Negros Occidental

Court order in favor of PNB threatens to displace 1,000 people in Negros Occidental

Reymund Titong

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Court order in favor of PNB threatens to displace 1,000 people in Negros Occidental

PERPLEXED. An 80-year-old woman, Warleta Gesana, worries about what her family will do now that the Philippine National Bank has asserted its land rights on 56 hectares in Barangay Tabugon, Kabankalan City.

Reymund Titong/Rappler

A court recognizes the Philippine National Bank as the owner of more than 50 hectares in Kabankalan City, which used to belong to the Dacongcogon Sugar Central

NEGROS OCCIDENTAL, Philippines – About a thousand people are facing the prospect of losing their homes and livelihood as the Philippine National Bank (PNB) asserted its rights to foreclosed parcels of land that used to be owned by the Dacongcogon Sugar Central in Barangay Tabugon, Kabankalan City.

Reyjan Mahusay, a village councilor from Tabugon, told Rappler on Sunday, June 16, that the court sheriff in Kabankalan has coordinated with the barangay officials about the impending move to serve a writ of possession granted by a court in favor of PNB.

The June 3 writ recognized the PNB as the rightful owner of more than 50 hectares in their village that were formerly owned by the Dacongcogon Sugar Central.

Mahusay said the writ of possession also indicated that all occupants on PNB-owned land must vacate, but no timetable was given. 

Mahusay said the barangay officials were asked to survey the area and record the number of households that will be adversely affected.

The PNB owns 56 hectares covered by the following titles: T-3532, T-3533, T-3524, T-3535, and T-3536.

Around 250 families, or at least a thousand individuals, are at risk of losing their homes and livelihood in the sub-villages of Ipil-Ipil, Molave, Red Mahogany, Langka, and Tar-Apple, according to Mahusay.

Need for help

Eighty-year-old Warleta Gesana told Rappler on Monday, June 17, that her family would follow the court order, but she was worried about their future.

“Kun pahalinon kami, diin kami ma saylo? Tani bisan sa kalog nalang kami,” Gesana said.

(If they ask us to leave, where will we be relocated? I hope they at least give us a portion of a brook.)

She said she was so worried she could barely sleep, and her anxiety had started to take a toll on her health. Gesana is suffering from hypertension, diabetes, and pneumonia.

“Kabalo man kami nga indi ni amon duta, pero diin kami makadto?” she asked.

(We know this is not our land, but where can we go?)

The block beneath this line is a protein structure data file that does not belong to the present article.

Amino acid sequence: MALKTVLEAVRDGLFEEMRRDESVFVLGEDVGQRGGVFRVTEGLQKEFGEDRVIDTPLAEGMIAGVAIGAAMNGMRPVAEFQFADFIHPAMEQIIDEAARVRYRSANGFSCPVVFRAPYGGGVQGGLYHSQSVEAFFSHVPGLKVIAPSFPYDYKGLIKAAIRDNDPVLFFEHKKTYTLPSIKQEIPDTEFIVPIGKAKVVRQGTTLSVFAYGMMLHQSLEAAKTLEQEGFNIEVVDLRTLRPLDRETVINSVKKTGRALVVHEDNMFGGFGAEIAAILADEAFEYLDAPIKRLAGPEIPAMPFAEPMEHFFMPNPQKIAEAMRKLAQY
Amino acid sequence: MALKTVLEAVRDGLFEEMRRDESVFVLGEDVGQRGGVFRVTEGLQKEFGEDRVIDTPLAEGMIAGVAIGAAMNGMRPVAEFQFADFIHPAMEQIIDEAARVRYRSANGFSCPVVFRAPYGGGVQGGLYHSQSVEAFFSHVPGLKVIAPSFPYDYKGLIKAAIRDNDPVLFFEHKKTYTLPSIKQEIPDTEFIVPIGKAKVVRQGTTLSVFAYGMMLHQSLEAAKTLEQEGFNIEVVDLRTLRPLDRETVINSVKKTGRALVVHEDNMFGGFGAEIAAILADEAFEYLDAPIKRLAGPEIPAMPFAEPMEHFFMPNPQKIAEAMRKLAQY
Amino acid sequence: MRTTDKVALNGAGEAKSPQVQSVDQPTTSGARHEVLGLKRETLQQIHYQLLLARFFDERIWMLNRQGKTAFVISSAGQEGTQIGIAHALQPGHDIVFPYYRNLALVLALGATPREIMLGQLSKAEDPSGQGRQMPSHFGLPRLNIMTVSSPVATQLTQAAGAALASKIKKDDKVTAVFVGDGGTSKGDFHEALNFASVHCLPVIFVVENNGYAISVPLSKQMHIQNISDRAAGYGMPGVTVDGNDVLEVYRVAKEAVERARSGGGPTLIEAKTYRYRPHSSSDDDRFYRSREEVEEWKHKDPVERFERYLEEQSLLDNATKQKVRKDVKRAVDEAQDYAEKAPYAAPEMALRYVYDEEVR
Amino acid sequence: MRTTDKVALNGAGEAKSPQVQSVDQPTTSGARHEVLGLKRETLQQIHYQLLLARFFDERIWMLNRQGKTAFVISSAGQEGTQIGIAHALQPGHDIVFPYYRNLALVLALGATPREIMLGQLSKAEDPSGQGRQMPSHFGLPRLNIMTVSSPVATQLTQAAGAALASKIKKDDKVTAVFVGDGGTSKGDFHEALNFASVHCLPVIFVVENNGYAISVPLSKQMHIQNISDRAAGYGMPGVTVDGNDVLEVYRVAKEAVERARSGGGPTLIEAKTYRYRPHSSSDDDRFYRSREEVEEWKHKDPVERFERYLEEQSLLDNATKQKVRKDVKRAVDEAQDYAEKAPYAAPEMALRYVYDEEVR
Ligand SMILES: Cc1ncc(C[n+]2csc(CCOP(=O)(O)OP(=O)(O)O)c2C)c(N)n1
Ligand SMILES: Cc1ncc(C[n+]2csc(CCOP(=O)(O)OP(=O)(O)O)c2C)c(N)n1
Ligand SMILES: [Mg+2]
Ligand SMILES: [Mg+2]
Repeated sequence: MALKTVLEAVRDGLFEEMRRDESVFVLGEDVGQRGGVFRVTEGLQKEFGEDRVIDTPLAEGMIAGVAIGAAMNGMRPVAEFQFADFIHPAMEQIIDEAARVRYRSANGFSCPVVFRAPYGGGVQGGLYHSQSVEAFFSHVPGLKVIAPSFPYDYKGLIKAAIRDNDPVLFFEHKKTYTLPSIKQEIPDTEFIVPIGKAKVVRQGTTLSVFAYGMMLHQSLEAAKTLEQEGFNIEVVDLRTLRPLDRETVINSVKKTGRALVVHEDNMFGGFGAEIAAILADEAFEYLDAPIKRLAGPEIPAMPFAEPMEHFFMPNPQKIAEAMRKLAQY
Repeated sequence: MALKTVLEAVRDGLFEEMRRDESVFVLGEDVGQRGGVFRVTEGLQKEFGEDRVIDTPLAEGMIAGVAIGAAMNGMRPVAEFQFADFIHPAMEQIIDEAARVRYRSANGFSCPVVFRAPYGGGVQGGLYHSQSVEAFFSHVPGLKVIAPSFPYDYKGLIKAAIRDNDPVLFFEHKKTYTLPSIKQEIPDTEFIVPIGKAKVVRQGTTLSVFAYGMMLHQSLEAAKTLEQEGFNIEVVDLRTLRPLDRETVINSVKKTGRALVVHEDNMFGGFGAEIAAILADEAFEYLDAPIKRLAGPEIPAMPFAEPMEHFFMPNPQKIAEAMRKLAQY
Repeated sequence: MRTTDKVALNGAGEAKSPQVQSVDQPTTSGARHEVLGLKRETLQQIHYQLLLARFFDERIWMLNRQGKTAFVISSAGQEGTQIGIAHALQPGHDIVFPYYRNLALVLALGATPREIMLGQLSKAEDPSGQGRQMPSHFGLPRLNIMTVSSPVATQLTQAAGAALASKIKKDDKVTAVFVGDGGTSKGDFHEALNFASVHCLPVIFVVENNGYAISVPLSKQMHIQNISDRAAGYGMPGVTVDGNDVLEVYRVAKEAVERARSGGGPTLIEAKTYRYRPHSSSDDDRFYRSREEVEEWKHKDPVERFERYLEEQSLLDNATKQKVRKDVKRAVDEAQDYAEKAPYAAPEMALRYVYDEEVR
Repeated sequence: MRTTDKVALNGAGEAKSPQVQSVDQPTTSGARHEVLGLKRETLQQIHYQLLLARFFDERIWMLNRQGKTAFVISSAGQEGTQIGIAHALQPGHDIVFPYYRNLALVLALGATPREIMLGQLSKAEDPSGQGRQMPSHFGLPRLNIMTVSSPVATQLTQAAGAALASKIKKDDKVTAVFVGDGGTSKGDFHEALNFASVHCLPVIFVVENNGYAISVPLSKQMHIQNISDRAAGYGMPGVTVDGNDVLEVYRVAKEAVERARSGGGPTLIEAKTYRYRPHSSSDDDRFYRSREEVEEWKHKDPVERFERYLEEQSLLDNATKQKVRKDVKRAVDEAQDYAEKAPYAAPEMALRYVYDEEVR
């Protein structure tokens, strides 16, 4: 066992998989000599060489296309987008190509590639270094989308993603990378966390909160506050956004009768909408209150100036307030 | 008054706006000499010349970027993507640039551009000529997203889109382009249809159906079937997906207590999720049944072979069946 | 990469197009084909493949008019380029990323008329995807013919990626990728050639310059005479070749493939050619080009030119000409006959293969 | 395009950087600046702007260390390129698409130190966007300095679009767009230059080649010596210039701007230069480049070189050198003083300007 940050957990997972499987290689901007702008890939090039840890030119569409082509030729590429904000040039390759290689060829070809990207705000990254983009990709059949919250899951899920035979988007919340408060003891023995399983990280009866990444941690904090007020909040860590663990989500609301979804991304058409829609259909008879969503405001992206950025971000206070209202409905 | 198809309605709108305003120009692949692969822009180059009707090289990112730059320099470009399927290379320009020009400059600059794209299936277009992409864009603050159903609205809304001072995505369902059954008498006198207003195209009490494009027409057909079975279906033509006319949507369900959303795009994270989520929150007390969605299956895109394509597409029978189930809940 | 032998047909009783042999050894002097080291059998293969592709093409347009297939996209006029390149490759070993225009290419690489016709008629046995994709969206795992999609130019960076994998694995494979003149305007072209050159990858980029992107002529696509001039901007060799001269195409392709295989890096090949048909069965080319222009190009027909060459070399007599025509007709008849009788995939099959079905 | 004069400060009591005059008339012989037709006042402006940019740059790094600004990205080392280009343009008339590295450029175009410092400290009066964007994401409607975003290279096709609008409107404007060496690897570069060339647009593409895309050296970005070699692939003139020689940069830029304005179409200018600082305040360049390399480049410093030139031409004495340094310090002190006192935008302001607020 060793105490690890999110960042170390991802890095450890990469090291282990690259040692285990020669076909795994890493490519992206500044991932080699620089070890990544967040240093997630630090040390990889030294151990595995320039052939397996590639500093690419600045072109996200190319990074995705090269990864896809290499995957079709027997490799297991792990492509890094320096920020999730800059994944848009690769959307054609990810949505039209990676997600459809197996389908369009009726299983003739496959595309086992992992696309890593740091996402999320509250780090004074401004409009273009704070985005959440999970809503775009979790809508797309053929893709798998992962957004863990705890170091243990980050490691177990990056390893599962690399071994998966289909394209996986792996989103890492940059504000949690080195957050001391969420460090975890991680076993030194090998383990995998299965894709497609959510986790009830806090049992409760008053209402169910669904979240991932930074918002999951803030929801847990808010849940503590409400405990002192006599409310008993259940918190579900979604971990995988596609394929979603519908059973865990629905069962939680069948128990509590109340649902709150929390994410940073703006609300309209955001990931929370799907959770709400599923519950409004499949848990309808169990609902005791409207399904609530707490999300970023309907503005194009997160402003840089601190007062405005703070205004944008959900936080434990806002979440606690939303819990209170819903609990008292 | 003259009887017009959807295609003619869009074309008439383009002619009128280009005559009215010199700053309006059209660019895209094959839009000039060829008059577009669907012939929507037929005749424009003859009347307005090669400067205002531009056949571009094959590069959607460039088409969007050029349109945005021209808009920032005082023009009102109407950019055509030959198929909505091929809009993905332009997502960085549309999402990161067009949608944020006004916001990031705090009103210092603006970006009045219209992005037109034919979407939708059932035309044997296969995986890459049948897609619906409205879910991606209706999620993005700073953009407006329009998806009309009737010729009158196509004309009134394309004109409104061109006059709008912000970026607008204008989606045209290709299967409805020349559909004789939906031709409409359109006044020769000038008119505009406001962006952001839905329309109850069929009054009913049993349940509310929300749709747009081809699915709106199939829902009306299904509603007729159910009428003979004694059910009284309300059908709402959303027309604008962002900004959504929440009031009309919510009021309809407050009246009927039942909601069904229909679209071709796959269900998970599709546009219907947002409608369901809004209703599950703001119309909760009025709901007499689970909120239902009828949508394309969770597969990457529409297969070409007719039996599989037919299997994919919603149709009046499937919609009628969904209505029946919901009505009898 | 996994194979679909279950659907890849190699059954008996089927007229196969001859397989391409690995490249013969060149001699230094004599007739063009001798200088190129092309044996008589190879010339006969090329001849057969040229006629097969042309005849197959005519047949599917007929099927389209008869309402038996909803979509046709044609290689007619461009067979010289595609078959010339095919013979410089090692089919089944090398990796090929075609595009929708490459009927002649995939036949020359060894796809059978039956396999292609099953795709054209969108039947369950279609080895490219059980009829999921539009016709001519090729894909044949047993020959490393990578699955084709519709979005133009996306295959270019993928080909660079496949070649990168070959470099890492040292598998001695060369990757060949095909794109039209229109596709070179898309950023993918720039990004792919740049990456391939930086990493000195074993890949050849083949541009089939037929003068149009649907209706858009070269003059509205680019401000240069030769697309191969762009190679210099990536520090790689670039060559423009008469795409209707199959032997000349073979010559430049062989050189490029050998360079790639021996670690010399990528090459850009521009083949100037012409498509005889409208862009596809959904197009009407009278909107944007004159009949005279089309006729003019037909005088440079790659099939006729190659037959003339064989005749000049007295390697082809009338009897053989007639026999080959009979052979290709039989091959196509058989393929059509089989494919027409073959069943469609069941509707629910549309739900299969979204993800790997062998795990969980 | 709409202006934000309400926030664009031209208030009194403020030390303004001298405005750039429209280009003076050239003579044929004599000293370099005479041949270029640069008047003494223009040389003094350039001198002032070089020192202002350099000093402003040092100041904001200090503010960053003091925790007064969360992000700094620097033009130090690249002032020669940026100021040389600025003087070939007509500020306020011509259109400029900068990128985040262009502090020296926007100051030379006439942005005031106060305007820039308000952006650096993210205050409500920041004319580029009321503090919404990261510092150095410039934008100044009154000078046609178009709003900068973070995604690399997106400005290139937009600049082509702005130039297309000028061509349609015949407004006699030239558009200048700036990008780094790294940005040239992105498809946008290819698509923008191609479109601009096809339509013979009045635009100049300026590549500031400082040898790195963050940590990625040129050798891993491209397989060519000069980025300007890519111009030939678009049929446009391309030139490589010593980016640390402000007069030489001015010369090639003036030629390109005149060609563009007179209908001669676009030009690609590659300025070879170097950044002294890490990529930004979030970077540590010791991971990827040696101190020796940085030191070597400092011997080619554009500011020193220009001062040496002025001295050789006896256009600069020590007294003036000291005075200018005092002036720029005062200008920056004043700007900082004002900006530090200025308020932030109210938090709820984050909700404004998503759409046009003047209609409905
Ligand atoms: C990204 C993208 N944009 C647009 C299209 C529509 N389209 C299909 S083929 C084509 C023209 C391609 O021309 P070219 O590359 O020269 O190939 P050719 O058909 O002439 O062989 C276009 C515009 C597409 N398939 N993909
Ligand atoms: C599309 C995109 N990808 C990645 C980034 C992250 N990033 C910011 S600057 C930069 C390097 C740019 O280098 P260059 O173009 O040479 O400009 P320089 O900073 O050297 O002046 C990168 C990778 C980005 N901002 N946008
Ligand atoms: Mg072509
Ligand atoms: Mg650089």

Gesona said almost all the families living on the PNB-owned land used to be dependent on the sugar company for their livelihood. When it closed down, she said they just decided to stay.

Meanwhile, Jaster Demi, a community leader, asked for help from the local government of Kabankalan and called on President Ferdinand Marcos Jr. to help them relocate, as they feared the impact of the court order.

Demi said they were willing to vacate as long as the government would help them find a relocation site where they could start all over again.

Mahusay earlier said that the village council of Tabugon cannot ensure a relocation site for all the affected households, but instead, it plans to bring the matter to the city government so it could act on it.

Creation and setback

The Dacongcogon Sugar Central was established in 1968 and was one of the flagship programs of then-strongman Ferdinand Marcos Sr., through the late Catholic Bishop Antonio Fortich and Benjamin Gaston, who organized sugar workers in Dacongcogon Valley into a cooperative and made them owners of the sugar mill.

The establishment of the sugar mill was devised to curb and address the socio-economic problems of Negros Island, which was among the communist insurgency-affected areas.

The Visayan Daily Star quoted Rolando Parpa, the chairperson of the Dacongcogon Farmers’ and Producers’ Cooperative (DFPC), as saying that in the first 25 years of operation, the sugar mill generated P2.2 billion, and improved the local economy.

However, after 40 years of operation, the mill faced financial and operational difficulties. The PNB, from which the sugar mill secured a loan, foreclosed on it due to its inability to ensure profitability. – Rappler.com

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